Asmussen | While Ford waits on NCAA's decision, Illini fans voice their support


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CHAMPAIGN — Eventually, the NCAA will make a call. The organization will decide if tight end Luke Ford can play this season at Illinois.

All Ford can do is wait. And hope.

He is trying not to dwell on it.

"I'm just pushing it in the back of my mind at this point," Ford said. "Whatever they come back and say, I don't have any control over it."

But Ford supporters are openly rooting for a positive result. On Twitter, of course.

The #FreeLukeFord Twitter campaign is drawing interest from Illinois fans (no surprise) and Georgia fans (big surprise).

Ford, considered one of the state's top prospects as a senior in 2017 out of Carterville, transferred back home after one season in Athens.

It will make for much easier trips for his family and friends. It already has.

He had more than 15 in the stands for last week's spring game.

"It was great to see everybody and everybody could come to the game," Ford said.

The best part for Ford was playing. How did it go?

"I think the quarterbacks threw the ball really well to me," Ford said. "And the linemen gave my quarterbacks time. The wide receivers ran good routes to get me open. I think I did decent."

The spring session wrapped up Wednesday. Ford has made the transition to Rod Smith's offense.

"I'm learning the plays, getting everything down now," Ford said. "Just fine-tuning all the routes."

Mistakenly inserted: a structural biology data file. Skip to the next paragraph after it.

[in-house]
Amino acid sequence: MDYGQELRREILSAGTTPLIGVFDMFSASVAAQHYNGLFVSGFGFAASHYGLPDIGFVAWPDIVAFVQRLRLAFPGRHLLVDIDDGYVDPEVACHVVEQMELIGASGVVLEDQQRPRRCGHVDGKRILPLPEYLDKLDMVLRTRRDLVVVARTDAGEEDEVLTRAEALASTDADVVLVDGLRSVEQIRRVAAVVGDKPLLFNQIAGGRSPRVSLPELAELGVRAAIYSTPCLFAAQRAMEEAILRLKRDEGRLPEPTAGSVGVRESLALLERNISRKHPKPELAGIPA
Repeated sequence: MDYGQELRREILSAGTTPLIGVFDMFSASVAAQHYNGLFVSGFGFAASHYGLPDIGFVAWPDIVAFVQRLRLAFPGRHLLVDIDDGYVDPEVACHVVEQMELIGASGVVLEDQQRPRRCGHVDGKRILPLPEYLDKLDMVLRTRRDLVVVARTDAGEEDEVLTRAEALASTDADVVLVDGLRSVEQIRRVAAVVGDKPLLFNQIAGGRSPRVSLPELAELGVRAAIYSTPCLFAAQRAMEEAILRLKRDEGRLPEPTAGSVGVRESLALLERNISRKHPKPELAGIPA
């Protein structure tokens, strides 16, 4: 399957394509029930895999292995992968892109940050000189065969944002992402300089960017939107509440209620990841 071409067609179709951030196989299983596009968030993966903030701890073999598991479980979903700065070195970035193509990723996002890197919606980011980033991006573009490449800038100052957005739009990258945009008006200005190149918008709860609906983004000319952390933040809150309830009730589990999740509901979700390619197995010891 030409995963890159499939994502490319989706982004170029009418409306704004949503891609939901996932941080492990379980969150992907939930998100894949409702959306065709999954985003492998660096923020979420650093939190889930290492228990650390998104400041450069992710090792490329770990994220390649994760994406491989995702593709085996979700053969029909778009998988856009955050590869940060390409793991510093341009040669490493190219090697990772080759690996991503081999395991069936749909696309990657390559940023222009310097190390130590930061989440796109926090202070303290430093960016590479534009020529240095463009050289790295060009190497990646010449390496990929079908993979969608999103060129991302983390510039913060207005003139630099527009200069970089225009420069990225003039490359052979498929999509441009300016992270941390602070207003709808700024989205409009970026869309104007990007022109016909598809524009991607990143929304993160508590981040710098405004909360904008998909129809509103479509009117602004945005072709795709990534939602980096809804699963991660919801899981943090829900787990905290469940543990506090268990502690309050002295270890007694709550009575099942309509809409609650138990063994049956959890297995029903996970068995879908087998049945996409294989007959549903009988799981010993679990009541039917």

Ford wants the coaches to be able to count on him.

"Anything I can do to help the team in whatever position they want me to do," Ford said.

Room to grow

Now that spring ball is over, what's next?

"Just keep working, getting better as a team and getting ready for fall camp," Ford said.

He will spend the summer in C-U, taking classes and working out.

Ford isn't sure what to expect.

"There will definitely be packed days."

Ford likes the look of the offense in general and his position group in particular.

"Everybody's playing really hard," Ford said. "We're very physical. Everybody is doing good on their routes."

He's making friends.

"We have a close-knit group," Ford said.

"When he walked in, he was like a brother already," Illinois tight ends coach Cory Patterson said.

Big ideas

The Illinois coaches want to take advantage of the depth at tight end.

"I really plan on this group being the strength of the team," Patterson said. "As a position coach, you always want that. But I really feel like these guys have what it takes to do that this year."

Daniel Barker led the group last year with nine catches. Caleb Reams added five grabs.

It's a long way from the tight end glory days at Illinois. Tim Brewster and Cap Boso caught 52, 59, 44 and 35 passes in a four-year stretch during the 1980s. In 1994, Ken Dilger caught 48 passes on his way to the NFL.

If he does the work, Ford can be one of those guys.

"He's definitely a game-changer," Patterson said. "He's a big-time game-changer.

"We're going to get him ready to go and be ready to line up on Saturday."

Patterson isn't worried about Ford's eligibility status.

"That's above my pay grade," he said. "My job is to get him ready to play. He's just working. He hasn't talked to me about it at all."

Early in spring practice, Patterson wanted to see Ford's skillset for himself.

He has not been disappointed.

"I've seen a lot of growth as far as learning the offense," Patterson said. "But the kid's still is spectacular with his hands. He plays hard. He's a big-time blocker.

"I'm still excited about him,"

Getting comfortable with the playbook is part of the process for Ford. He spent his first season learning Georgia's offense. Now, he needs to understand the one used at Illinois.

Ford is a big fan of Patterson.

"I love him, Ford said. "He makes it fun how he coaches. He'll always get on you, too, if you're not working hard. He knows how to motivate you and push you."

Bob Asmussen can be reached at 217-351-5233 or by email at